Non-Fiction Friday: Free Will by Sam Harris

Do we really have free will or is it just an illusion? It’s a question that has been argued about for centuries in one form or another. I have debated the question myself many times, often from both sides of the issue. What is meant when someone says they have free will? What does it mean for someone to say they don’t? Can we possibly be talking about the same thing? In the latest installment by Sam Harris one side of the question is eloquently hashed out. I have never accused Harris of being a man of few words. His book The Moral Landscape could have been considerably shorter, for example. He hits the sweet spot in his new book, Free Will, however. It is as concise as anyone could want but it does the job it sets out to do, nothing more.

In my opinion most of the debate concerning the question of free will stems from how a person defines it. That is why there can be a good case made on either side. One thing that Harris makes abundantly clear is that in order to maintain the existence of this freedom of will in the face of modern scientific understanding it is necessary to part ways with our traditional understanding of the concept. Harris would probably argue, as would I, that to honestly hold on to such a notion today would require you to stretch the definition so far from its intended meaning as to make it worthless.

It makes no difference if you are strictly a materialist or believe in the concept of an immaterial soul. Our modern understanding of the human mind, of consciousness and volition, demands that we take a new look at our most sacred concepts. Whether secular or religious, free will is likely to be an idea you hold in sacred esteem. Our very notions of personal responsibility, of reward and punishment, of justice itself, are firmly rooted in this singular assumption, that at some level every one of us is consciously in control of our actions, that the decisions we make are of our own doing and even if influenced by external forces we have the power to override those forces. I must admit to you that I am enamored with the idea myself, regardless of its mythical character.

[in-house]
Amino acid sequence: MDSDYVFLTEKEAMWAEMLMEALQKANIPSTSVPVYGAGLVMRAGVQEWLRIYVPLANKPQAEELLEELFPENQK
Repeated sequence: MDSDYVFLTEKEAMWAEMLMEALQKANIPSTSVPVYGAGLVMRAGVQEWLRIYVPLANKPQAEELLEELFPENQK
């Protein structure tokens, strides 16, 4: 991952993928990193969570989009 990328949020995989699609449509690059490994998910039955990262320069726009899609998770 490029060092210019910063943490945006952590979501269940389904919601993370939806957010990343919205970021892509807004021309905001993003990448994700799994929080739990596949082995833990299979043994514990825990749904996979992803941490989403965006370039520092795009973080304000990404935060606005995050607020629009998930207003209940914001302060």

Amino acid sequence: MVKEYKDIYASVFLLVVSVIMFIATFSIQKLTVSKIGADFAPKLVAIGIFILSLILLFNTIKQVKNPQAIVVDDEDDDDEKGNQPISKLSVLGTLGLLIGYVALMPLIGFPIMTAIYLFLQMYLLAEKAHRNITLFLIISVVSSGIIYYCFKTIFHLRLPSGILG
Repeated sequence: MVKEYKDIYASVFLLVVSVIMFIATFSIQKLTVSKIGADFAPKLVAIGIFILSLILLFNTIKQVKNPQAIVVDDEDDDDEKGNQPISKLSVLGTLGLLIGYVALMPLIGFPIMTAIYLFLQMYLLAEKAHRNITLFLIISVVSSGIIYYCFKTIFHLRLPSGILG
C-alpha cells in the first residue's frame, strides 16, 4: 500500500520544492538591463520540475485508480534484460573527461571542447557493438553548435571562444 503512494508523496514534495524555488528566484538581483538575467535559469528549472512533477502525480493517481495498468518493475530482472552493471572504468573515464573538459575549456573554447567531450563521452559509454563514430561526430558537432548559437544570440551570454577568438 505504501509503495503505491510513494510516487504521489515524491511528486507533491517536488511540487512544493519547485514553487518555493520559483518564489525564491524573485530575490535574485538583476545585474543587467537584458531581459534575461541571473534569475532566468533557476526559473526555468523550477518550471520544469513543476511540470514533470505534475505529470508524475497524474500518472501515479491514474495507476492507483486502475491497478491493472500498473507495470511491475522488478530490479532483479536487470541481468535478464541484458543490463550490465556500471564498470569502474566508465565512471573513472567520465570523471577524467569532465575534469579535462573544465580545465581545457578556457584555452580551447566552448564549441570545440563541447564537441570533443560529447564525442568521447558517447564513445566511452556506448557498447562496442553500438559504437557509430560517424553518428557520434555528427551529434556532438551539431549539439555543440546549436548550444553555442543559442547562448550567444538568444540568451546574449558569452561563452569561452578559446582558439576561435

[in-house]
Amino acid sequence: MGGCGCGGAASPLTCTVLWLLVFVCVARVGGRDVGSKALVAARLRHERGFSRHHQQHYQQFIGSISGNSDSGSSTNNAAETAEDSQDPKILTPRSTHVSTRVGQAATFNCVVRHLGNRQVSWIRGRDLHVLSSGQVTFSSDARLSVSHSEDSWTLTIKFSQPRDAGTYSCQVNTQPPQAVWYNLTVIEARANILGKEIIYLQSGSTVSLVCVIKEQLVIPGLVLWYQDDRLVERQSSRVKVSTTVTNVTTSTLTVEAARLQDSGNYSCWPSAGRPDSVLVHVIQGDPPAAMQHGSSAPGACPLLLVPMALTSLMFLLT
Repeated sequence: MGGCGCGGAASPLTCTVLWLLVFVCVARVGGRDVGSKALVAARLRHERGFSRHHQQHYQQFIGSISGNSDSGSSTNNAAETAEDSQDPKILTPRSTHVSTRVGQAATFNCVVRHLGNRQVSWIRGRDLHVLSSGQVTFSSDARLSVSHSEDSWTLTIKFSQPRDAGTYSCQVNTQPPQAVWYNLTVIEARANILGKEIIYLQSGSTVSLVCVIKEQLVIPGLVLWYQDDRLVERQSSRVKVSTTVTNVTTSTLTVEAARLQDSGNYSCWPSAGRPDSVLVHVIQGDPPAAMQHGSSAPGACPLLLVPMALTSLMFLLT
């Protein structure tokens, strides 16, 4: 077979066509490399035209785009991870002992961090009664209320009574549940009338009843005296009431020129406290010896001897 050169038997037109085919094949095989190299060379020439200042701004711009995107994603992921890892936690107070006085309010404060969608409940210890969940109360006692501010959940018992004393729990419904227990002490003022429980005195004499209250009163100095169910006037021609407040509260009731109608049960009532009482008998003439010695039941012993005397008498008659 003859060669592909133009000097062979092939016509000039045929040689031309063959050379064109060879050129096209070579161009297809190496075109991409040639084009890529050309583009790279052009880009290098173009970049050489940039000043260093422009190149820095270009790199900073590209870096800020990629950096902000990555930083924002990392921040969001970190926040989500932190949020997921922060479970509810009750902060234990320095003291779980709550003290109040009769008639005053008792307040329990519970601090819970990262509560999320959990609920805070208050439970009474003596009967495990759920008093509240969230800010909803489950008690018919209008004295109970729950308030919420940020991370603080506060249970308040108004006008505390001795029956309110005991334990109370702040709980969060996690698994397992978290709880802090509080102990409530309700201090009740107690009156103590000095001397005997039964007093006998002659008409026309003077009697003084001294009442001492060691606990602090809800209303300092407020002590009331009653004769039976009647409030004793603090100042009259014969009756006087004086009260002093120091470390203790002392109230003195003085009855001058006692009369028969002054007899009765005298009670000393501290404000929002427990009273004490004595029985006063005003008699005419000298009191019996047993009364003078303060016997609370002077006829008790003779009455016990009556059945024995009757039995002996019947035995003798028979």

The obvious reaction to this news might be to think that concepts like justice and personal responsibility will simply fade away. A defeatist and fatalistic philosophy must surely emerge from this knowledge. Like Harris, I disagree. I have felt this way for years. I let go of this notion of free will in much the same way I let go of my faith, slowly and painfully but I am better for it. It has changed me in ways that might seem counterintuitive but that is a story for another time. If this is a subject that you’re not accustomed to thinking about then you should pick up a copy of this book. It might make you angry. It might shake your worldview. It might even keep you up at night but it will definitely make you think. You can get it right now for only $3.99 on Kindle.

If the subject isn’t new to you then don’t expect anything Harris presents to come as a surprise. This isn’t a thorough examination, merely an introduction. For those who want more rigorous treatments of free will and its problems I reccommend Who’s in Charge?: Free Will and the Science of the Brain and The Myth of Free Will.